|Also called||Fiat 750Z Fića, Fićo, Fičo Fičko, Fikjo|
|Production||18 October 1955 (1955-10-18)–18 November 1985 (1985-11-18)|
|Body and chassis|
|Body style||3-door hatchback|
|Transmission||4-Speed Manual gearbox|
|Wheelbase||2,010 mm (79.1 in)|
|Length||3,300 mm (129.9 in)|
|Width||1,390 mm (54.7 in)|
|Height||1,410 mm (55.5 in)|
|Curb weight||640 kg (1,411 lb)|
The Zastava 750 (Застава 750) was a car made by the Serbian car maker Zavod Crvena Zastava in Kragujevac. It was a version of the Fiat 600 made under licence from 1965, it was longer in length than the Fiat version. The Zastava 750 has a 767 cc (46.8 cu in) engine, which produces 25 PS (18.4 kW). The more powerful 750 SE has 30 PS (22.1 kW) at 5400 rpm and torque is 38 lb·ft (52 N·m) at 3600 rpm. It is the smallest car ever made by Zastava. Later on during production, in 1980. the Zastava 850 was introduced, it featured the same body as the Zastava 750 but the engine had a larger capacity. The Zastava 850 is harder to find than the 750 model but both are still widely available in former Yugoslavia.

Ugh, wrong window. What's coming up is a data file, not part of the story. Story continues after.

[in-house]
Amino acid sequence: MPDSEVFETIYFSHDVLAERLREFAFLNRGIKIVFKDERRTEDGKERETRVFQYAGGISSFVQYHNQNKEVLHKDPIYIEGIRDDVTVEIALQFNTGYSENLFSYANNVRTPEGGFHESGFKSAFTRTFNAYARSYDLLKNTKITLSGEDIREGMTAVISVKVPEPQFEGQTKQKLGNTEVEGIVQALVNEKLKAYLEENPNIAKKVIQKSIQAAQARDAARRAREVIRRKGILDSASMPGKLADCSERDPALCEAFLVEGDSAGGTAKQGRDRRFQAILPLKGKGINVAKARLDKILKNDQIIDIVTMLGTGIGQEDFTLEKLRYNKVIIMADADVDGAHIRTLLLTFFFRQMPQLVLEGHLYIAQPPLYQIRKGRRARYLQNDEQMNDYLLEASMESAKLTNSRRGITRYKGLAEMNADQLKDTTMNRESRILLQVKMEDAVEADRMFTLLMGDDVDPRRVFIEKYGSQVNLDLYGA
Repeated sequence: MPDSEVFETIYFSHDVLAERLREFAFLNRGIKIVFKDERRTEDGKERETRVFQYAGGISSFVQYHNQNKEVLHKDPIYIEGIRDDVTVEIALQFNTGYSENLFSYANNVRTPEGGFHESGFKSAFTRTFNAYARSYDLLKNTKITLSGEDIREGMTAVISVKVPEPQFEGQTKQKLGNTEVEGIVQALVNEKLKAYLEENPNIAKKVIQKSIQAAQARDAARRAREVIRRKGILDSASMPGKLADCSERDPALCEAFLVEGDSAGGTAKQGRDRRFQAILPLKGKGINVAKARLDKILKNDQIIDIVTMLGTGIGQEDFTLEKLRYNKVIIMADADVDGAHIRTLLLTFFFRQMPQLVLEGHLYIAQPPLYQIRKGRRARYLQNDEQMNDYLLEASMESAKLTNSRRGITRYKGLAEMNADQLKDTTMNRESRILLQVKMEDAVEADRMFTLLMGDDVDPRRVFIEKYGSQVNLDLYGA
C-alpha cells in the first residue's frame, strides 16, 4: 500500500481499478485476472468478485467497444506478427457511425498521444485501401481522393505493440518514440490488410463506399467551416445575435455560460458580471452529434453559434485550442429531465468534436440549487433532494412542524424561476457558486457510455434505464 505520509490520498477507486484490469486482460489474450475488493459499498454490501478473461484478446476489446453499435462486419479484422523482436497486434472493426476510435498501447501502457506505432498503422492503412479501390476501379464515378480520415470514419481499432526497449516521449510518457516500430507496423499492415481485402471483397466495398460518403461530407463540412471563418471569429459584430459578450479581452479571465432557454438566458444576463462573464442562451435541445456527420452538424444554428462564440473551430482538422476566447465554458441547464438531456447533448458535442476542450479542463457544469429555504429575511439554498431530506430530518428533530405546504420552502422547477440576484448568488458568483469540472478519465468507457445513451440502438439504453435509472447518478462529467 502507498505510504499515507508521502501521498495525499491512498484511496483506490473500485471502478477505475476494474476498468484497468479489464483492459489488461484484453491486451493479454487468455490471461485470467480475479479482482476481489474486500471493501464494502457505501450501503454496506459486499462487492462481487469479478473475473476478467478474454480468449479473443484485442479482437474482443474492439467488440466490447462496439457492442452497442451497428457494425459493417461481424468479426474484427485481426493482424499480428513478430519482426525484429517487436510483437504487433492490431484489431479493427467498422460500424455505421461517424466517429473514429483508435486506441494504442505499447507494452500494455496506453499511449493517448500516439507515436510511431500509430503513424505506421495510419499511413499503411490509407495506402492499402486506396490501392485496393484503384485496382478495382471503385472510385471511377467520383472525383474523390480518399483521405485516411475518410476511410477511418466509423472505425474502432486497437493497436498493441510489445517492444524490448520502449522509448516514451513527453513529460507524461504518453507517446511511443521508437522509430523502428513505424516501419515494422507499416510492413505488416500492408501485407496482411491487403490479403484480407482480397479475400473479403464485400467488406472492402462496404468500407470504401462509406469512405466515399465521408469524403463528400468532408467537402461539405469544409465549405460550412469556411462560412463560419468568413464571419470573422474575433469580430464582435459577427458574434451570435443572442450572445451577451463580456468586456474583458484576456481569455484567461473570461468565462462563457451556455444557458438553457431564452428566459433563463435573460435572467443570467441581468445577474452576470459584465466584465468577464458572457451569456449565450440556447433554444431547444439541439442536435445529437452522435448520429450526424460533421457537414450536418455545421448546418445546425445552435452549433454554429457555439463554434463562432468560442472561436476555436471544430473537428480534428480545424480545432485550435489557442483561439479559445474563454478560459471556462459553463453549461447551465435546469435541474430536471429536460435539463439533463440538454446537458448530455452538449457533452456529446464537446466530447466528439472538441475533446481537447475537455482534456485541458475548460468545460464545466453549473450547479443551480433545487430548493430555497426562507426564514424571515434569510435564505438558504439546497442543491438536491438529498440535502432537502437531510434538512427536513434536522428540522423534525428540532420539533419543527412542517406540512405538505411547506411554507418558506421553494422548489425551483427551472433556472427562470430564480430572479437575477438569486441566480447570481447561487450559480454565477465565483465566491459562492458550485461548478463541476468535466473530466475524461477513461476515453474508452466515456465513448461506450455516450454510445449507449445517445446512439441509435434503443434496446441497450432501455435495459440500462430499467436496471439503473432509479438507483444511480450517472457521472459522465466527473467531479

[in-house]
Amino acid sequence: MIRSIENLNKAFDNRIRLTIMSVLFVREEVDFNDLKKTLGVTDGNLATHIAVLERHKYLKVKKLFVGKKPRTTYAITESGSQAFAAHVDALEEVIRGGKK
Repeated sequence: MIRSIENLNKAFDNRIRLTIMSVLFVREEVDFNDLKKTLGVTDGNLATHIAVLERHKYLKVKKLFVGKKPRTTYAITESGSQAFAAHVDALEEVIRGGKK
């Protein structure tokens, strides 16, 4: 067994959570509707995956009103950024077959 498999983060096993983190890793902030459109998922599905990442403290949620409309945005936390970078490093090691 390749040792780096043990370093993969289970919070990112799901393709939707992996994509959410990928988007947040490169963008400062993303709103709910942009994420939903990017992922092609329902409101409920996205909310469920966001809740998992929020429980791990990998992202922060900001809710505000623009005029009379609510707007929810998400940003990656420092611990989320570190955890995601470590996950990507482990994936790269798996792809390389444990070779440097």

Zastava 750 is widely known by its nickname "Fića" (Фићa) or "Fićo" (Фићo) in Serbian, Montenegrin, Croatian and Bosnian, by "Fičo" or "Fičko" in Slovene and by "Fikjo" (Фиќо) in Macedonian. The nickname "Fića" comes from the main character of a comic published by the newspaper Borba during the first years of the car's production.
The 750 retained suicide doors until 1969. Later it got bigger front lights, autoadjusting brakes, seatbelts, slightly improved interior and many other small improvements. The later Zastava 850 had many improvements from the original model, but it retained the same body style, and should not be confused with the Fiat 850. Like the Fiat 850, it is largely derived from the 600, but introduces a fully synchronized transaxle, front disc brakes, and an alternator. The Fiat 850 is thus a popular source of 'upgrade' parts for the 600, but these upgrades can be difficult or costly as few of the parts can simply be exchanged without modification. The 750 used a 25 hp (30 hp in the 750 SE) 767 cc engine, while the 850 received an 848 cc version providing 32 hp and a useful dollop of extra torque.
Production of the Zastava 750 began on 18 October 1955 and ended on 18 November 1985. The car's popularity has started increasing in the last years, partly from the low fuel consumption and very cheap price as a second hand vehicle. Also it starting to become a symbol for nostalgia, and many youngsters that need cheap utilitarian vehicle with a bohemian status symbol are buying this car as a second hand vehicle. Because of that prices have risen in the last couple of years and many fan clubs have emerged.
The Zastava 750 was also assembled in Colombia - next to a variety of American Jeeps as well as other Fiat models - by Leonidas Lara (C.C.A.) in Bogotá. It was sold in Colombia as the "Fiat 750Z", from 1977 until 1984.